KREMER April 2019

Unity on the Development of the EU Territory

Reflections on an EU Territorial Reference Framework


While the world is turning and rapidly growing ever more interdependent, European political leaders are engaged in discussions leading to break-up (Brexit) and less commitment to European unity (in particular Hungary, Poland and Italy). Some leaders, like president Macron in France, try to pull in the opposite direction by advocating a revival of the European cooperation. The size and influence of the EU in the world should in fact in times of globalisation lead everyone to opt for a strong and united EU.

One policy area has hitherto slipped the attention of EU leaders, this despite (nearly) all policies and activities have a territorial impact. They take place somewhere, changes the space and the place specific conditions for people and enterprises.

Current geo-political developments, rapid globalisation, socio-economic processes, un-coordinated sector policy decisions, ongoing territorial fragmentation and concentration trends on the ground are producing regions and cities of winners and losers and less cohesion. This development is desperately calling for EU policy makers intervening and innovating the EU policy portfolio with a stronger territorial dimension.

No overarching aspirations aims or objectives for the long-term development of the EU territory have hitherto been decided politically. Vague aims on a balanced and harmonious EU territory and territorial cohesion exist in the Treaty but is as such little operational and have close to zero influence.

In this EU policy vacuum a myriad of independent, stand-alone decisions taken by global and European private actors as well as public authorities in member states, regions and municipalities are influencing and shaping the EU territory of tomorrow. This has happened for long, unconsciously, without aspirations and attempts to promote an integrated development of the entire EU territory. A European Territorial Reference Framework is now becoming a necessity, not least as the role of the EU level increases with globalisation.

Member states have made courageous efforts to fill the gap by an intergovernmental Territorial Agenda for the EU. It has been processed at ministerial level since 2002 and is supposed to be updated during the German EU Presidency in autumn 2020.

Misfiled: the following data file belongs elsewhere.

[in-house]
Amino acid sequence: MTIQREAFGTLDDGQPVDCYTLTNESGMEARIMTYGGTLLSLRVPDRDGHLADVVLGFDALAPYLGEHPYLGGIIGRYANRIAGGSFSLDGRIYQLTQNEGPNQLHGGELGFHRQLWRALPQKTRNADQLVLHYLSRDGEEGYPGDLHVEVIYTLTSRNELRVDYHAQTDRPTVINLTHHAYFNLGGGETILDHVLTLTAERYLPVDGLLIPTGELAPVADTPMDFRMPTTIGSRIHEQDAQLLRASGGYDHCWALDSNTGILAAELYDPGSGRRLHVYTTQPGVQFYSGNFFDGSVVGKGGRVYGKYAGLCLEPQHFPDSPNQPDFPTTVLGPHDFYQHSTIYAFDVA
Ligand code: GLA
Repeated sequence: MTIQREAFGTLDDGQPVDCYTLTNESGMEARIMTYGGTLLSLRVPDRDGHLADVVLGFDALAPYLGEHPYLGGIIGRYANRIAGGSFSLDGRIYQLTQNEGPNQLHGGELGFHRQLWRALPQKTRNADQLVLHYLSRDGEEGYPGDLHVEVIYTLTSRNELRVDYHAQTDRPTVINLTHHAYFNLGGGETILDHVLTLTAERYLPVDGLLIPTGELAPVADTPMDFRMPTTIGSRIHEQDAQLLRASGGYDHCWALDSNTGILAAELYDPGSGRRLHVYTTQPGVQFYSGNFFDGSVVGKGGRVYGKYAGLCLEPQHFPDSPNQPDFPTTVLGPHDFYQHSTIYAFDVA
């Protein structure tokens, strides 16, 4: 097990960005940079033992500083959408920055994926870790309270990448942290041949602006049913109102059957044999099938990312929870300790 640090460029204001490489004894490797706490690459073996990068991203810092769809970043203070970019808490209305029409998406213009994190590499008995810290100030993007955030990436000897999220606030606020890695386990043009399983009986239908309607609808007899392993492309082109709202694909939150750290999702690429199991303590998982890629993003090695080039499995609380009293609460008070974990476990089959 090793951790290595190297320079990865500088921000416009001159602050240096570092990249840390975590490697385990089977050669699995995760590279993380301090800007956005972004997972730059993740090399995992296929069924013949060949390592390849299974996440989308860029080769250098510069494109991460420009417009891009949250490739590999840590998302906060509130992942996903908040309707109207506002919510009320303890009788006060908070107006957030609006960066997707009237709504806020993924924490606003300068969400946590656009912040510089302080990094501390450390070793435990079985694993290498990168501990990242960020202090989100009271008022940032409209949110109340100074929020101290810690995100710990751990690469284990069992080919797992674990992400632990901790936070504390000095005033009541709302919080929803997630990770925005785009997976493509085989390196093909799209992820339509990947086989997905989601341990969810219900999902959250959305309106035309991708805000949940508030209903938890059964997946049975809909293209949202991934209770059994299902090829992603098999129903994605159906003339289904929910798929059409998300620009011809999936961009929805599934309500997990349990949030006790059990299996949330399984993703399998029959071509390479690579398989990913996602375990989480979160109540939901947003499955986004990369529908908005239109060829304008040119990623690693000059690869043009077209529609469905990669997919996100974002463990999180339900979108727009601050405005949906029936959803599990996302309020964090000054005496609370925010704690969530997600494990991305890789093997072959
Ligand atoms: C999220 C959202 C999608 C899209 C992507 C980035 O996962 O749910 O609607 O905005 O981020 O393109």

The European Commission has so far not been really interested and supportive towards the Territorial Agenda. Member states attempt has not been considered worth-while by the European Commission to seriously promote in key political processes in Brussels, particularly the European Parliament and the Council.

This situation is hopefully slowly changing as the EC DG Regio/Urban has started pleading for integrated territorial development. Not yet, fully wholeheartedly as this approach is not proposed to mainstream programmes and EU sector policies as it logically should.

What could transparent territorial aspirations, aims and objectives at EU level mean for Europe?

  • A European Territorial Reference Framework brings synergies and coordinated spending of resources. Clarity on the long-term future stimulates coordination of ideas, creates win-win situations, ensures best use of resources and brings transparency to citizens. Potentially conflicting investment could be captured and reconciled before carried into orbit. The EU would through a united view on an integrated territorial development become more attractive for foreign investments and as destination.
  • Clear ambitions on the EU territory for the next generation stimulate support for the EU project. Citizens living in different regions and cities, some in less successful regions, cities or neighbourhoods, would have a better possibility to take decisions on where to live. Protests like the Yellow Vests could benefit from clear, overall aspirations for future living conditions in less-flourishing and deprived areas. Clear ambitions on climate change that does not hit the EU territory evenly, could be positive for students currently wanting policy makers action.
  • Transparent aspirations for the entire European territory promote the EU globally and benefit investments finding their optimal place. Private sector investments would enjoy the augmented security of being able to take reference of long-term EU aspirations concerning settlement structures, infrastructure improvements, future connectivity, work force evolutions, university education facilities, green infrastructure, etc. Foreign direct investors would be happy for having such a reference.

How should consensus on an EU Territorial Reference Framework be ensured?

  • Reaching ownership and commitment is a process of territorial cooperation at highest level. In the current overall political EU landscape, some “massaging” would be needed to convince about the added value for the EU of a common reference framework. In the process, regions and cities as well as all facets of the civic society should be involved and listened to.
  • First step is to cement a cooperation between the European Commission and EU member states. In order to attract attention and embark in a wider communication and dialogue there need to be an outline of an EU Territorial Reference Framework on the table. The Territorial Agenda 2020+ constitutes an important political initiative by EU member states in formulating an overarching territorial reference framework at European level. Likewise, the promotion of integrated territorial development started by the European Commission is important to pursue further. Therefore, in moving forward the EC concept of integrated territorial development and the Territorial Agenda 2020+ should merge and become one process leading to only one policy document – a EU Territorial Reference Framework.